Brobdingnagian, a word penned by Jonathan Swift in Gulliver’s Travels, comes closest to describing politician Nelson Aldrich Rockefeller’s peregrinations on this planet as a man of both towering intellect and colossal blind spots. Which also probably pegs his appeal, since there have not been many figures in public life who were so public about their thinking even when they thought stupid stuff — Bill Clinton came close and exceeded Rockefeller in craft by a full measure.
Or, in Rockefeller’s case, did stupid stuff. Like? Like in 1972, when, as governor of New York, he set the National Guard loose on rioting inmates at Attica Prison, which left 39 people dead, 10 of them hostages. And then breezily explained it away later while chatting with President Richard Nixon by saying, according to The New York Times, “That’s life.”
ROCKEFELLER WAS THE RAREST OF CREATURES — ONE THAT WE DON’T SEE MUCH OF THESE DAYS: ALIBERAL REPUBLICAN.
Heavy, and existentially so, but in keeping with the man who, on a campaign swing in 1976 as vice president to Gerald Ford, greeted hecklers with a raised middle finger, for a time dubbed the Rockefeller Salute, and refused to apologize for it. Because? Well, because he was Nelson Rockefeller. Who held the special salute long enough for people in the press pool to get all the photos they needed.
“Not bad for a Dartmouth man,” says former Newsdayreporter Ed Newton, laughing. But outside of being a reliable generator of comedy, Rockefeller was the rarest of creatures — one that we don’t see much of these days: a liberal Republican. “Reagan and Goldwater didn’t have the time of day for him,” says Newton. For good reasons, they thought. Rockefeller gave somewhat of a damn about the environment, and he spent money on education. Indeed, it was largely through his agency that the multicampus State University of New York was created. And the capper for some of the more doctrinaire Republicans: Through investment in New York State’s infrastructure, he was in tight with the unions.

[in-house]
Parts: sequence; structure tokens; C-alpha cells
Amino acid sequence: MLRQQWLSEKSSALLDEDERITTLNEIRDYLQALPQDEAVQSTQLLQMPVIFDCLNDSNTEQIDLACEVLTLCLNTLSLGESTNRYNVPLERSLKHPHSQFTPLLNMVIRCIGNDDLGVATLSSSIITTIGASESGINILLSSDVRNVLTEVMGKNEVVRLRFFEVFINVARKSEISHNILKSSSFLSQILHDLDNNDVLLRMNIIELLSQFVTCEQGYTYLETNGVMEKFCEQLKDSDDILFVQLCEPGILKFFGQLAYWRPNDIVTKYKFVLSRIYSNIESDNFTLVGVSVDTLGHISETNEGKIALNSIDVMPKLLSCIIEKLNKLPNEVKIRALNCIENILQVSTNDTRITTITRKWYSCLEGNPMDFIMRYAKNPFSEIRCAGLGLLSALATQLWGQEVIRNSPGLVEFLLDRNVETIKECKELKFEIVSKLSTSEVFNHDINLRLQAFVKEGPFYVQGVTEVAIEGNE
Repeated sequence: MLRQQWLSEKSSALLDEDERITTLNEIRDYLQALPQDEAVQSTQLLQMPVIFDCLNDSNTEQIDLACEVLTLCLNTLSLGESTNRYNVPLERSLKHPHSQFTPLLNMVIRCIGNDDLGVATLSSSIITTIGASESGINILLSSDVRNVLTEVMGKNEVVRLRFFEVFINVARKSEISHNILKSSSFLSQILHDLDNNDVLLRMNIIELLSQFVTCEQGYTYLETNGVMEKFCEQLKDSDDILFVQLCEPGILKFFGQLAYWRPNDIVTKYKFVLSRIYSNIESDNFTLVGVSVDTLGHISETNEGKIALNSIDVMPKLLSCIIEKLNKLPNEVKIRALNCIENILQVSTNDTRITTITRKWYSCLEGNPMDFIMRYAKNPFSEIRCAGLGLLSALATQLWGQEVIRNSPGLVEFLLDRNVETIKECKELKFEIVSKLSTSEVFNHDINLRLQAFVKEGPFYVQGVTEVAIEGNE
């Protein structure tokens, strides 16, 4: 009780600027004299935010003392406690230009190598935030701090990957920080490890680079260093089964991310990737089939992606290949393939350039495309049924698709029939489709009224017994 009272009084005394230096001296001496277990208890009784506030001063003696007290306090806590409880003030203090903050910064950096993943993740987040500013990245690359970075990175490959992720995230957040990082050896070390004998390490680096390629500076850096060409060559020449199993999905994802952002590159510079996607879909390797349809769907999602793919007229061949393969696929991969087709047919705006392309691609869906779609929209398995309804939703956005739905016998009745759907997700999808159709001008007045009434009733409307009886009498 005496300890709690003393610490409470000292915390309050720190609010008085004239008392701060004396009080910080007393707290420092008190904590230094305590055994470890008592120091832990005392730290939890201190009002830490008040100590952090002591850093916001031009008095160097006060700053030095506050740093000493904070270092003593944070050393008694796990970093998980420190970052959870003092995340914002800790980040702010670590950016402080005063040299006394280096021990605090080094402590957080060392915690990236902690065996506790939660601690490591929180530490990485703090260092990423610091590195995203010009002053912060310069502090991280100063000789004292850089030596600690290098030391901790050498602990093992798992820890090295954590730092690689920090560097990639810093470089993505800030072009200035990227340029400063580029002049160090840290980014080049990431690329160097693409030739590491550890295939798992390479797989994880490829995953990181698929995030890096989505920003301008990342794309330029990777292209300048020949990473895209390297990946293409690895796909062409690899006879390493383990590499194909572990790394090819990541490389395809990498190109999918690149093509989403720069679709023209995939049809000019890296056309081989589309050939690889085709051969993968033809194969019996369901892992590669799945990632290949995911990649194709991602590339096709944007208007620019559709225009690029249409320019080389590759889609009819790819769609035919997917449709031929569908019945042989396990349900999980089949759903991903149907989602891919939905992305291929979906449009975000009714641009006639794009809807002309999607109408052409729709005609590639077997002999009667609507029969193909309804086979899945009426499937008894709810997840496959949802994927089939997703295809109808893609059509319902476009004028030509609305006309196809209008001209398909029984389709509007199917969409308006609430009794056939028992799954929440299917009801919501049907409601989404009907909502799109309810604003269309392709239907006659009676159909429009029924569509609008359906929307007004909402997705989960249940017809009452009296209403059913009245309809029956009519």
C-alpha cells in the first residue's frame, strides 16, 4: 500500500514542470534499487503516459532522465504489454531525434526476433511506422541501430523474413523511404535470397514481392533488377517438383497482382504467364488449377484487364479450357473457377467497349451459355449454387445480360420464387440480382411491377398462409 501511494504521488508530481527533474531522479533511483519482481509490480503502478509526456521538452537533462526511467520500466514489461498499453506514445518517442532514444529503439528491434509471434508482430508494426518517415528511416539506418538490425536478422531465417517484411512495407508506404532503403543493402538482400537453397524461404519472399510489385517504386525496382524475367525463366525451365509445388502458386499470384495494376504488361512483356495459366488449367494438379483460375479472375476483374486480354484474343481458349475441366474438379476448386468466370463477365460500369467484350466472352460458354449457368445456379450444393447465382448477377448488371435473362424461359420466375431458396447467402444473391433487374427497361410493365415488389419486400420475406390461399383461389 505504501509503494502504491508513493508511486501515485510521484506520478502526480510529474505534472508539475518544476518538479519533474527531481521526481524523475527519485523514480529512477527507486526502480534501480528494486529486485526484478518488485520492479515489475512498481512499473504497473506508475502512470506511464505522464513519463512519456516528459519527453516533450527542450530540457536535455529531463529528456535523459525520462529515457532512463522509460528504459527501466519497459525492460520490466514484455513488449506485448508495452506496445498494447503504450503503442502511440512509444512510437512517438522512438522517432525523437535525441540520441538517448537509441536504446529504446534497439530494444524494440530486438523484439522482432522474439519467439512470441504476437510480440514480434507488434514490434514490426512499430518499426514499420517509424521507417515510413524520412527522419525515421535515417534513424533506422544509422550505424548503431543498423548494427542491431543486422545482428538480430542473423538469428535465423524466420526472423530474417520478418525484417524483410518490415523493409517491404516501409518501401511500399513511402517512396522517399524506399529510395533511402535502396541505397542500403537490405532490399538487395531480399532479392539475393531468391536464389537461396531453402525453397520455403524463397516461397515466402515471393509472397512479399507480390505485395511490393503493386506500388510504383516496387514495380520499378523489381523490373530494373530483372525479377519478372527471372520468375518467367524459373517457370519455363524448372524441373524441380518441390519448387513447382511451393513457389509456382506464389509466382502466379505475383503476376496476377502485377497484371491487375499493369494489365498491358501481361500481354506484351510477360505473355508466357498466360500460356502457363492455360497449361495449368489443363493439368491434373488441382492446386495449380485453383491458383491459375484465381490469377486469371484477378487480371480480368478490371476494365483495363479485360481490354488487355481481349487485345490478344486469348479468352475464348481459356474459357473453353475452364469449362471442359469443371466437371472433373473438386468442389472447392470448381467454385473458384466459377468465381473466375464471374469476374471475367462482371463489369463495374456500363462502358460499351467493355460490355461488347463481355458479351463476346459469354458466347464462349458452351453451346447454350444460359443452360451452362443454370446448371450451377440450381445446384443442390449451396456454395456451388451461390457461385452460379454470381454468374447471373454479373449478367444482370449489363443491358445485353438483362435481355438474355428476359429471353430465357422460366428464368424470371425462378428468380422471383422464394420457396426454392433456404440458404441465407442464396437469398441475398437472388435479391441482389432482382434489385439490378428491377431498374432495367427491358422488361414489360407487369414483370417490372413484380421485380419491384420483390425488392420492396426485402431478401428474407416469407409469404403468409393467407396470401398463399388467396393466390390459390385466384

BACK IN THE ’80S, I MET THE WOMAN BETWEEN WHOSE THIGHS HE ALLEGEDLY DIED. ALLAN MACDONELL, JOURNALIST
As maybe Rockefeller himself would have wanted it, maybe, the report was soon corrected to state that he had had the attack at another “office.” This one a townhouse. In attendance was a 25-year-old “aide,” name of Megan Marshack. Which was a little more surprising, and which the media had a field day with, which really should surprise no one.
“Back in the ’80s, I met the woman between whose thighs he allegedly died,” says Allan MacDonell, a journalist whose investigative chops would later bring down Republican Senator Bob Packwood and an executive editor at Hustler for 20-some-very-odd years. “I was in my early 30s when I saw her, and accustomed to working at Hustler. I remember thinking: She doesn’t look like heart attack material.”
The deceased’s family, including wife Happy Rockefeller, tastefully demurred, even if longtime aide Joseph Persico confirmed the affair. The issue for them, though, was that their loved one was dead and would be missed. At the memorial service a week later, more than 2,000 people showed up to pay their respects, feeling very much the same way.
Despite it all. Despite Rocky’s three failed attempts to secure the presidency, the dead in Attica, divorce, remarriage, infidelity, middle finger, friendship with Henry Kissinger — despite it all, it was comfortably being acknowledged: a major player had passed.